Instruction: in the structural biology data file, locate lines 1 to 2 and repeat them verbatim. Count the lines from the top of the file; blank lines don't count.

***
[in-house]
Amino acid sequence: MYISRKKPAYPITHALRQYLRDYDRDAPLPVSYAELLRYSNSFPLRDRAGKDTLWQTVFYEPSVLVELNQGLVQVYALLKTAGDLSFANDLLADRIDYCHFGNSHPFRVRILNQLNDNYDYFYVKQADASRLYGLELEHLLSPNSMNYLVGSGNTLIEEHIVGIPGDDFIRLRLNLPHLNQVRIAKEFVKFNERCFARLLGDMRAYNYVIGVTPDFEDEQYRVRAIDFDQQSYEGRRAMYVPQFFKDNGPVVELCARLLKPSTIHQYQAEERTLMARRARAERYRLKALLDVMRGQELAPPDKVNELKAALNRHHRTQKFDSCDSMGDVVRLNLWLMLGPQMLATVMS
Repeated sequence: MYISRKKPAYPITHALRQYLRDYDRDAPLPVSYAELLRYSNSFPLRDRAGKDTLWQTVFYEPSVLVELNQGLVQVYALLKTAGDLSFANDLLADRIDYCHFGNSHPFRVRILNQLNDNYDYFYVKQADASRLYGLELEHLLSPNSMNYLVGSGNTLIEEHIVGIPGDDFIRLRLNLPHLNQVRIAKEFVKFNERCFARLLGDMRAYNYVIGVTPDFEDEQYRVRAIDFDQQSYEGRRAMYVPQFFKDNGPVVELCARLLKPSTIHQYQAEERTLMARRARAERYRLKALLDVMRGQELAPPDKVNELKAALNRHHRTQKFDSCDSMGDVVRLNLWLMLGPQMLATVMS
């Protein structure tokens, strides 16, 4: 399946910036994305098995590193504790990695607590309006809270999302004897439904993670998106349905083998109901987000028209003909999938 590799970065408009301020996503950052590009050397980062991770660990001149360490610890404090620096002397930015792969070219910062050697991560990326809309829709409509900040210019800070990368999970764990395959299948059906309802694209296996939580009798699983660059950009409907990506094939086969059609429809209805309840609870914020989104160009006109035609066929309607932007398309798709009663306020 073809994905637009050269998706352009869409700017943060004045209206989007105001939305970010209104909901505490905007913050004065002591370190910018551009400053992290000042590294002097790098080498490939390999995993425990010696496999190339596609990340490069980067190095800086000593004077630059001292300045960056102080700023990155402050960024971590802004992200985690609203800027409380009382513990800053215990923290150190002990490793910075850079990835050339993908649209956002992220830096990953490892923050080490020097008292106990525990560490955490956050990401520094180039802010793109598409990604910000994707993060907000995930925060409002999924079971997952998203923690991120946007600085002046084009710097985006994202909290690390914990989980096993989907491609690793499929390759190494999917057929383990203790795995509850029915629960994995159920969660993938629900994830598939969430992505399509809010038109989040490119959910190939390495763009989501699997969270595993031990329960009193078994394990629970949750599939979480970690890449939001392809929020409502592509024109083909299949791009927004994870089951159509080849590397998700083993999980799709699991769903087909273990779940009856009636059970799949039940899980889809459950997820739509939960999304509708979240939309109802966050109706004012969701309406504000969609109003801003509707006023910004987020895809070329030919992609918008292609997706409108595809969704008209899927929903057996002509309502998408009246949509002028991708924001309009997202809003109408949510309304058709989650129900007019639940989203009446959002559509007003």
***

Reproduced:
[in-house]
Amino acid sequence: MYISRKKPAYPITHALRQYLRDYDRDAPLPVSYAELLRYSNSFPLRDRAGKDTLWQTVFYEPSVLVELNQGLVQVYALLKTAGDLSFANDLLADRIDYCHFGNSHPFRVRILNQLNDNYDYFYVKQADASRLYGLELEHLLSPNSMNYLVGSGNTLIEEHIVGIPGDDFIRLRLNLPHLNQVRIAKEFVKFNERCFARLLGDMRAYNYVIGVTPDFEDEQYRVRAIDFDQQSYEGRRAMYVPQFFKDNGPVVELCARLLKPSTIHQYQAEERTLMARRARAERYRLKALLDVMRGQELAPPDKVNELKAALNRHHRTQKFDSCDSMGDVVRLNLWLMLGPQMLATVMS